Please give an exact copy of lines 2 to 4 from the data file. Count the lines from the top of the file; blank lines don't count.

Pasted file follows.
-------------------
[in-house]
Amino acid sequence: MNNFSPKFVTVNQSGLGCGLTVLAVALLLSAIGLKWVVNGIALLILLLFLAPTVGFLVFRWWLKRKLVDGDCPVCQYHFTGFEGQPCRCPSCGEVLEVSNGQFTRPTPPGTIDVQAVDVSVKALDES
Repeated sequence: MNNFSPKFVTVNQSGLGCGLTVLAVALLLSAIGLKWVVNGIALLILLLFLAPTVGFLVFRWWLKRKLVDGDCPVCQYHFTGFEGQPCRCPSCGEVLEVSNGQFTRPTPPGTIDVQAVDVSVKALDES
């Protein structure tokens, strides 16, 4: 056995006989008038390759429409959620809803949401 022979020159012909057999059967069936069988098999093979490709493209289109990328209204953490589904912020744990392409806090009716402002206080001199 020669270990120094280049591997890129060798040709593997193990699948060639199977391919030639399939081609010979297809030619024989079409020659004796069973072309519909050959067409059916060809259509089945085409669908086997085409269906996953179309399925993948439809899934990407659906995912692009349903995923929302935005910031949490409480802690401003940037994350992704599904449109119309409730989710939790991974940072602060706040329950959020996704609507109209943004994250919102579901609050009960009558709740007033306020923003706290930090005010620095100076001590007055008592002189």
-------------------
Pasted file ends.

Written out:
Amino acid sequence: MNNFSPKFVTVNQSGLGCGLTVLAVALLLSAIGLKWVVNGIALLILLLFLAPTVGFLVFRWWLKRKLVDGDCPVCQYHFTGFEGQPCRCPSCGEVLEVSNGQFTRPTPPGTIDVQAVDVSVKALDES
Repeated sequence: MNNFSPKFVTVNQSGLGCGLTVLAVALLLSAIGLKWVVNGIALLILLLFLAPTVGFLVFRWWLKRKLVDGDCPVCQYHFTGFEGQPCRCPSCGEVLEVSNGQFTRPTPPGTIDVQAVDVSVKALDES
């Protein structure tokens, strides 16, 4: 056995006989008038390759429409959620809803949401 022979020159012909057999059967069936069988098999093979490709493209289109990328209204953490589904912020744990392409806090009716402002206080001199 020669270990120094280049591997890129060798040709593997193990699948060639199977391919030639399939081609010979297809030619024989079409020659004796069973072309519909050959067409059916060809259509089945085409669908086997085409269906996953179309399925993948439809899934990407659906995912692009349903995923929302935005910031949490409480802690401003940037994350992704599904449109119309409730989710939790991974940072602060706040329950959020996704609507109209943004994250919102579901609050009960009558709740007033306020923003706290930090005010620095100076001590007055008592002189």